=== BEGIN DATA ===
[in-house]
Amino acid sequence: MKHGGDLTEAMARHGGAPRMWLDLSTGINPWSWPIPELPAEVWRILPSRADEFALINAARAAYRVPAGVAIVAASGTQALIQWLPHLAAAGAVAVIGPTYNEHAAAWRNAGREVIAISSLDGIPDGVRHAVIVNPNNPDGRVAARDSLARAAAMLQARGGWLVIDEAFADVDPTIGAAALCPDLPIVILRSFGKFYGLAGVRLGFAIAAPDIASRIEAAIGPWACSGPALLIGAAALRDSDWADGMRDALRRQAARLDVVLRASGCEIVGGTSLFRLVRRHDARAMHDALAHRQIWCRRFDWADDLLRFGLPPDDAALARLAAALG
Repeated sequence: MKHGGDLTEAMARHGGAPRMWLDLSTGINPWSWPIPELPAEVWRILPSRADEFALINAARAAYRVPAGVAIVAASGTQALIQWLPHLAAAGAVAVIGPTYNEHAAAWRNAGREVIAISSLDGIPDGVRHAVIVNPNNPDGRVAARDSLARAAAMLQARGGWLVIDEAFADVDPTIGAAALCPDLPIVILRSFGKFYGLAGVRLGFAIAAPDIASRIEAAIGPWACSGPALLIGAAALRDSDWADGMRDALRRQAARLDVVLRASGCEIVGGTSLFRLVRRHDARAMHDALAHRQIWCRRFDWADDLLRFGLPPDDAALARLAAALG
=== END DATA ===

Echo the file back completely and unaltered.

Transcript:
[in-house]
Amino acid sequence: MKHGGDLTEAMARHGGAPRMWLDLSTGINPWSWPIPELPAEVWRILPSRADEFALINAARAAYRVPAGVAIVAASGTQALIQWLPHLAAAGAVAVIGPTYNEHAAAWRNAGREVIAISSLDGIPDGVRHAVIVNPNNPDGRVAARDSLARAAAMLQARGGWLVIDEAFADVDPTIGAAALCPDLPIVILRSFGKFYGLAGVRLGFAIAAPDIASRIEAAIGPWACSGPALLIGAAALRDSDWADGMRDALRRQAARLDVVLRASGCEIVGGTSLFRLVRRHDARAMHDALAHRQIWCRRFDWADDLLRFGLPPDDAALARLAAALG
Repeated sequence: MKHGGDLTEAMARHGGAPRMWLDLSTGINPWSWPIPELPAEVWRILPSRADEFALINAARAAYRVPAGVAIVAASGTQALIQWLPHLAAAGAVAVIGPTYNEHAAAWRNAGREVIAISSLDGIPDGVRHAVIVNPNNPDGRVAARDSLARAAAMLQARGGWLVIDEAFADVDPTIGAAALCPDLPIVILRSFGKFYGLAGVRLGFAIAAPDIASRIEAAIGPWACSGPALLIGAAALRDSDWADGMRDALRRQAARLDVVLRASGCEIVGGTSLFRLVRRHDARAMHDALAHRQIWCRRFDWADDLLRFGLPPDDAALARLAAALG